US Struggles to Explain Difference Between Bahrain, Libya

Mullen's Surprisingly Honest Answer: Bahrain a Long-Standing Ally

The Obama Administration’s rush to escalate Libya into a full-scale war, nominally as a reaction to the Gadhafi government’s violence against protesters, has put it in an awkward position. The violence was far from exclusive to Libya, and similar crackdowns are growing all the time in Yemen and particularly Bahrain.

Which leads to the inevitable question: how can the Obama Administration use Gadhafi’s crackdown on Libyan protesters as an excuse for war, while insisting Bahrain not only has the right to do the same, but has the “sovereign right” to invite Saudi Arabia et al. to join in on the fun?

It is a question that was raised on a number of stages over the weekend and tackled by a number of top officials, particularly Sen. John Kerry (D – MA), who insisted that Iran and Hezbollah were secretly to blame for the protests.

The most honest answer, however, came from Admiral Michael Mullen, who insisted that Bahrain “has been a critical ally for decades” but Libya hasn’t, and that in and of itself justified treating it as a totally different matter.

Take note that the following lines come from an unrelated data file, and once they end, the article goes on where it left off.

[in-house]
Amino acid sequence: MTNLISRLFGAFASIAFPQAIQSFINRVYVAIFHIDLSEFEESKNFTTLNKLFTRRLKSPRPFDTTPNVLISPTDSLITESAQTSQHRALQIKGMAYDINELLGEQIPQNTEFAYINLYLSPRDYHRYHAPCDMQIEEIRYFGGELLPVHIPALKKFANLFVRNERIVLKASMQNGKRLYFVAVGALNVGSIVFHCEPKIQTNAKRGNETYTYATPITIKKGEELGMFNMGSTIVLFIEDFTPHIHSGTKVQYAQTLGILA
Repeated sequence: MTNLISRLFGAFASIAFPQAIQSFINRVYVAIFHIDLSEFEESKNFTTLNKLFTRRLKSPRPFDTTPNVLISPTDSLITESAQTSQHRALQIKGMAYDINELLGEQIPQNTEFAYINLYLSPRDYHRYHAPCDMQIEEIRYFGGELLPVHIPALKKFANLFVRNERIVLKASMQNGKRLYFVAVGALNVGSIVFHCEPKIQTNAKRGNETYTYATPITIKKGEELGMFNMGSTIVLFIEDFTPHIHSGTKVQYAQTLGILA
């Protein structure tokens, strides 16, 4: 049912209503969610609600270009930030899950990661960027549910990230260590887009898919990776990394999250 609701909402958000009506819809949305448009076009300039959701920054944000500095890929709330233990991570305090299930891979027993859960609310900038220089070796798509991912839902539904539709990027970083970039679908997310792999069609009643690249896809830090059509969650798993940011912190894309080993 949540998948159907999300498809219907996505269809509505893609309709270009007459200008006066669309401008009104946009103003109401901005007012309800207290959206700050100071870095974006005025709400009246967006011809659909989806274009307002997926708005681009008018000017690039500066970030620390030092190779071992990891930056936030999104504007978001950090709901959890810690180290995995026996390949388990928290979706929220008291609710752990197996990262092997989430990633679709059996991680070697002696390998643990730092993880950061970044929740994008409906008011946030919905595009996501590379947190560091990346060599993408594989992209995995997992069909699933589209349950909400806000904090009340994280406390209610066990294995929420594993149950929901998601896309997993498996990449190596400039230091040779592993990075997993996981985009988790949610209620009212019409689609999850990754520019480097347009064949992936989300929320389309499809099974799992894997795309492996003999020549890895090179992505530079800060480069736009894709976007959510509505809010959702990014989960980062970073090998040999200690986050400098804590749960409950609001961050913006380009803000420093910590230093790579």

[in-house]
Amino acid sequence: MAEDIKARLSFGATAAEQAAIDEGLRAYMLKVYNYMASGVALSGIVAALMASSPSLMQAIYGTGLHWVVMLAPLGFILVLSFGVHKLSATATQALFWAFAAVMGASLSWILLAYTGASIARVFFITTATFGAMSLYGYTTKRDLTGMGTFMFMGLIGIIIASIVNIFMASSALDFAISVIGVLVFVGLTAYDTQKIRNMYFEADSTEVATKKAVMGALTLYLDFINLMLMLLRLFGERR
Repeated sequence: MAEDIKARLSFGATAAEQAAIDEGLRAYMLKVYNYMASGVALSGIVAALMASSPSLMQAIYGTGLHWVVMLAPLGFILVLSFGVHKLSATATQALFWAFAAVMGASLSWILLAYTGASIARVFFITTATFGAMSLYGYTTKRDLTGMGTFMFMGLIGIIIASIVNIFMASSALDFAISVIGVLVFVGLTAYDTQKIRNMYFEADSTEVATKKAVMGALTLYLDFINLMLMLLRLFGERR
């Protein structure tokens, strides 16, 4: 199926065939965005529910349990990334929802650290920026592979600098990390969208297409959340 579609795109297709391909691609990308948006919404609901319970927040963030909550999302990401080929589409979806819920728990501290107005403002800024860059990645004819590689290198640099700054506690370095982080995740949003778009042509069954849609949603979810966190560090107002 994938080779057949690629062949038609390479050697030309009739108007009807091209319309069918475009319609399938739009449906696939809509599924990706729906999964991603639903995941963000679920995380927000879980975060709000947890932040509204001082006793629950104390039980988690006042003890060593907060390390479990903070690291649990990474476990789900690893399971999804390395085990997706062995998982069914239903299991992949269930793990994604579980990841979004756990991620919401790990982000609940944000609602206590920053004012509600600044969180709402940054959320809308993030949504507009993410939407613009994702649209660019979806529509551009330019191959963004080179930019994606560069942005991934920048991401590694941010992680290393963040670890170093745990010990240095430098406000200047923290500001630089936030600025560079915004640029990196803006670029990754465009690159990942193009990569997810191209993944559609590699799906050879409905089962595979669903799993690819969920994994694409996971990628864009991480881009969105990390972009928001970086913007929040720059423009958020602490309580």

Bahrain’s opposition, for its part, has been urging the UN and the Obama Administration to put a stop to the crackdown. No one seriously expects this to actually happen, but other than Admiral Mullen’s unusual candor, no one seems willing to explain why.

Author: Jason Ditz

Jason Ditz is Senior Editor for He has 20 years of experience in foreign policy research and his work has appeared in The American Conservative, Responsible Statecraft, Forbes, Toronto Star, Minneapolis Star-Tribune, Providence Journal, Washington Times, and the Detroit Free Press.